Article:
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The Flip - Jeffrey Kripal ***

In The Flip, Jeffrey Kripal (a professor of Philosophy and Religious Thought) argues for a new view of the cosmos, consciousness and the relationship between humans and everything else out there. The 'flip' in question is a damascene conversion, but one that is spiritual without being conventionally religious - having your viewpoint transformed by a life-changing experience, often one that might be associated with the paranormal.

Kripal begins with two ‘true tales’ one of precognition the other of apparent communication with dead. But these immediately make me twitchy - data, as they say, is not the plural of anecdote. All too often people’s accounts of experiences (or even worse their memories) prove wildly inaccurate. Kripal tries to undermine this argument by saying we disempower stories by calling them anecdotes - yet the history of paranormal research shows that time and again as soon as controls are properly imposed the inexplicable experiences stop. (Kripal tells us this is because you need to be in extremis for these things to happen - something I can understand, yet you would imagine sometimes they would still occur in controlled settings. A simpler explanation is that they aren't real.)

The author damages his credibility with sweeping statements like ‘I simply want to call out those who want to claim [paranormal phenomena] do not happen. They do.’ I would love this to be the case - but argument from authority is no way to persuade anyone. It verges on deception to describe a situation where someone has a premonition and it comes true without mentioning the millions of time people have premonitions that don’t - this is world class cherry picking. This is frustrating, as after writing a book on the paranormal I was happy to accept there may be some unexplained occurrences (though the vast majority don’t hold up to scrutiny), but to only present them as fact in this unquestioning way ruins any potential for credibility. 

Underlying Kripal's viewpoint is what amounts to a inversion of C. P. Snow’s 'two cultures' concept. In Snow's 1960s world, the humanities were too dominant. Now, Kripal seems to argue it’s the sciences that are too much in the driving seat. (It's hard not to see this as science envy from a humanities academic.) Leaving aside the indubitable fact that most people in political power still have a humanities background, the problem is that each discipline has its own fields of applicability - and explaining phenomena is a situation where science is far more effective.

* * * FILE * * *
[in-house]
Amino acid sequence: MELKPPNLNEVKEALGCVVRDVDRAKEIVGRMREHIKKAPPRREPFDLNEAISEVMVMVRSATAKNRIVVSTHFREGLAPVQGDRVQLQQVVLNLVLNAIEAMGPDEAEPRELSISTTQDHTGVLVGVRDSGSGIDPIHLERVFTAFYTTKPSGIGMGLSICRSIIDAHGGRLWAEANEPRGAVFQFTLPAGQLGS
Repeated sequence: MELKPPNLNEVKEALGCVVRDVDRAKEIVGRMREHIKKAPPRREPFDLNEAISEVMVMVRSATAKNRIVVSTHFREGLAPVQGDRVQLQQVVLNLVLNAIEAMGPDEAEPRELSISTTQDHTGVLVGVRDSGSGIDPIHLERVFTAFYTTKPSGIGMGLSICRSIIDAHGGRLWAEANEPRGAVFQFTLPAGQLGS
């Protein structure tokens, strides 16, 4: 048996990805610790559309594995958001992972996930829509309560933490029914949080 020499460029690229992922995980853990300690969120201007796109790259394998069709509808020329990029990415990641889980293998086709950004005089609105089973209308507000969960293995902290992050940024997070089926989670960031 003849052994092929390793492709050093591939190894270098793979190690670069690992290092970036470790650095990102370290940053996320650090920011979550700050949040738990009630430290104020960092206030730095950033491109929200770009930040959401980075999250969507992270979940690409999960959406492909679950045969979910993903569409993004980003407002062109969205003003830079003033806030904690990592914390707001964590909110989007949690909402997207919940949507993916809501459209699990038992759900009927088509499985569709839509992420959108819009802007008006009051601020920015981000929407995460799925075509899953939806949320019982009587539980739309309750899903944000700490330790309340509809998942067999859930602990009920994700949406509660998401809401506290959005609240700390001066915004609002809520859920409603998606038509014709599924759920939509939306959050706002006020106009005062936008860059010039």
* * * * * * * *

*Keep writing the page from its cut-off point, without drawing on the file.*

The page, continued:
The irritating thing is that I agree with Kripal that there may be something there and that we shouldn't undervalue the humanities - but the way he goes about putting his message across wins him no favours. So, for example, Kripal tells us that students are moving more to STEM subjects because the humanities are not valued because the are perceived as being 'concerned with surface phenomena, with things that are not real, that are nonexistent.' But, in reality, if you talk to real undergraduates, it's far more that students are preferring STEM subjects because this is where the jobs are - perhaps an ivory tower academic view missing the real world context.

The book is not all bad - although Kripal does indulge in quite a lot that comes near the kind of quantum waffle that is associated with books that attempt to link Eastern mysticism and physics, such as The Dancing Wu Li Masters, he doesn't have such a wide-eyed acceptance as these books tend to, and the underlying message is more about a different understanding of the nature and importance of consciousness and our relationship with the wider universe than it is about trying to argue that Eastern mysticism prefigures quantum theory. Even so, there was a lot here that seemed either about fighting an academic corner (you can almost see parts of it as the basis for a funding application) or too reliant on making stuff up as you go along.

Definitely interesting - glad I read it - but ultimately not convincing.


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Review by Andrew May

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